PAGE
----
How to Make Sense of the Linen Lingo, from stone washing to thread count

We like to look after our customers at LinenMe, and we understand that sometimes the descriptions like thread count or different fabric finishes can be baffling. So here’s a simple run-down of what some of these key terms mean, and how they can help you choose just the right linen products.

Stonewashed

Stonewashed Bed Linen - LinenMe

This is a huge trend right now – soft, drapey linen duvet covers or sheets in a vintage-faded colour. But how do we achieve this look? The answer is in the name. During the manufacturing process the fabric is washed in a large industrial washing machine along with stones (usually pumice as it is lightweight and abrasive). The stones pound the fibres of the fabric, loosening the weave and making them softer and more pliable. Fabrics can be stonewashed up to three times to achieve the right level of suppleness and fade. Some manufacturers are developing enzyme washes that create the same effect but without the use of stones. Due to potential damage to the fibres during stone washing it is essential to buy your linen from a reputable company to ensure the fabric has not been weakened or torn.

Huckaback

Huckaback Towels - LinenMe

If this name conjures up images of vagabonds and chancers, there’s good reason. The root of the huckaback linen weave’s name lies way back in the Middle Ages, when pedlars lugged their linen wares to market on their backs. The name now applies to a specific weave, usually used in the production of bathroom towels. This traditional method of weaving the fibres creates an uneven surface and a honeycomb pattern, which makes the fabric even more absorbent by increasing its volume. Huckaback towels are not only super-absorbent, they are quick to dry, lightweight and take up very little space, making them ideal for any bathroom as well as for travel. A gentle rub down with one of these towels will give you a great exfoliation as well as stimulating your blood supply, making you feel as great as they look. Which is why they have been a favourite for centuries.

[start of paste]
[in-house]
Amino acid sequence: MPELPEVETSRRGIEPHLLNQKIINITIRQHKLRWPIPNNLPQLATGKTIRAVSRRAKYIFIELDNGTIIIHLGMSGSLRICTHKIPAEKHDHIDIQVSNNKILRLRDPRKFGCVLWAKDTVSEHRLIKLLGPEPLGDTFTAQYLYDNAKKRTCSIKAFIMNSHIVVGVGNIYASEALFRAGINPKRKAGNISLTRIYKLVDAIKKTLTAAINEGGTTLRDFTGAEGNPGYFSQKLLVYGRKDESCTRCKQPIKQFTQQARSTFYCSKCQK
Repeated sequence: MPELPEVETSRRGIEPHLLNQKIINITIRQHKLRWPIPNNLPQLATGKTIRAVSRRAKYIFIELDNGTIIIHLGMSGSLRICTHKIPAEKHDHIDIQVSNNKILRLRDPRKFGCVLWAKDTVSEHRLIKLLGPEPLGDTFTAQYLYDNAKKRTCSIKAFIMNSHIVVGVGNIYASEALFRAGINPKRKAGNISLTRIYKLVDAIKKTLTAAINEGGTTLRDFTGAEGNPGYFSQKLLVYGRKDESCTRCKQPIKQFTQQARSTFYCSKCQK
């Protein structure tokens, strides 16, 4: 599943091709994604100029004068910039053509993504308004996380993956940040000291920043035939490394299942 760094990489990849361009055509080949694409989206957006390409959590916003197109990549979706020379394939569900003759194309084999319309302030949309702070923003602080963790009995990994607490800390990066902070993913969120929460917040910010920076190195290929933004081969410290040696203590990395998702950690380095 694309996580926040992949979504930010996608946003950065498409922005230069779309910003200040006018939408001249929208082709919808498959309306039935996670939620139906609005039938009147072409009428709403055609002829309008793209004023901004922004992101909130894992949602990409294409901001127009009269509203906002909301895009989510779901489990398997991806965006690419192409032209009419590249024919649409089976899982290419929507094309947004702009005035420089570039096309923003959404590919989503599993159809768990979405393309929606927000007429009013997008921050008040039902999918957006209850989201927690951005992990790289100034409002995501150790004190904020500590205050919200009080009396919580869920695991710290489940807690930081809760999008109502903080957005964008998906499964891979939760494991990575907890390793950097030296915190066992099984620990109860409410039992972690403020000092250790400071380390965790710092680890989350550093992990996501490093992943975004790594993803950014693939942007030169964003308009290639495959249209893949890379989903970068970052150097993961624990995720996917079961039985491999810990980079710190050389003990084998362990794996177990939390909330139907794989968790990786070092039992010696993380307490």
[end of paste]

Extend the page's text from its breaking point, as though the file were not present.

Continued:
Mélange weave

Melange Weave - LinenMe

A mélange is simply a mix. In this case it refers to a mixture of dyed fibres in different colours that, when woven together, create another colour. So, a mélange of black and white fibres will create a grey colour finish, for example. When a coloured fibre is mixed with an undyed or white fibre, you get a gorgeous, subtle colour with  flecks of light within the fabric.

Pre-washed/ garment washed

This is part of the manufacturing process in which fabric is washed to prevent shrinkage and soften the fibres. This will not produce as soft a finish as stonewashing but is a great way to prepare the fabric for use or for dyeing.

Dobby

Dobby fabric is produced on special looms that can create tiny geometric patterns. This can be a beautifully dainty effect, especially on lightweight linens like pyjamas and nighties.

Thread Count

Much is made of the need for high thread count bedlinen, but in reality thread count tells you less about the quality of a fabric than you might think. In fact, it refers to the number of threads used in a specific area and relates to how a fabric feels rather than to its quality. Take linen, for example: this is a high quality fabric yet it has a low (around 50) thread count. This is simply down to the thicker fibres of the flax, and is no indication of how long it will last or of its comfort (‘coz we all know how comfy linen is, right?). Rather than focusing on thread count, try to ensure you buy from a top notch manufacturer who produces great products.

Any more questions about linen lingo? Drop us a comment and we will do our best to de-bunk the jargon and help you make the perfect choice of bedlinen, towels, kitchen linen or linen clothes.

For info on how to choose between different fabrics, look no further.

 

8 comments

Christine 2017-03-03
Reply

I have bought some “softened” linen to make communion purificators. In researching whether or not I have to preshrink the material before I cut it, and how I should do this, I ran across your site. What is your opinion on this?

linenme 2017-03-03
Reply

Dear Christine,

Itwould make sense to ask your linen fabric supplier how they “softened” it. It most probably means that they already pre-washed it during softening process. If that is the fact you could cut it as most probably most of the shrinkae already happened. If it was not pre-washed during “softening” process then I suggest you wash it before you cut it.

Regards,

Inga

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